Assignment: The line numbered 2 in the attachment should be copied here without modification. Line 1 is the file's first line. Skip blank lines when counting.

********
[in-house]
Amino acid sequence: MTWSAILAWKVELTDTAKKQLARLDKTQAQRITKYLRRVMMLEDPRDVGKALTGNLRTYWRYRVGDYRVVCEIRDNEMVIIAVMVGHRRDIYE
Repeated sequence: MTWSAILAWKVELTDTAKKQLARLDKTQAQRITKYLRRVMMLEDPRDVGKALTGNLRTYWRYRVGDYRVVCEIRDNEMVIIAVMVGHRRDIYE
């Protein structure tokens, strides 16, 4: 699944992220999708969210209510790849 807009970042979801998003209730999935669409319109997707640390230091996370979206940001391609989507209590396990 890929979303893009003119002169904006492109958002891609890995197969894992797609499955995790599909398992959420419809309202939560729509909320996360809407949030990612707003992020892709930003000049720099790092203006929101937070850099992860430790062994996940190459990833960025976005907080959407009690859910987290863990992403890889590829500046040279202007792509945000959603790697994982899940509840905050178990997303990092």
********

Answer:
Amino acid sequence: MTWSAILAWKVELTDTAKKQLARLDKTQAQRITKYLRRVMMLEDPRDVGKALTGNLRTYWRYRVGDYRVVCEIRDNEMVIIAVMVGHRRDIYE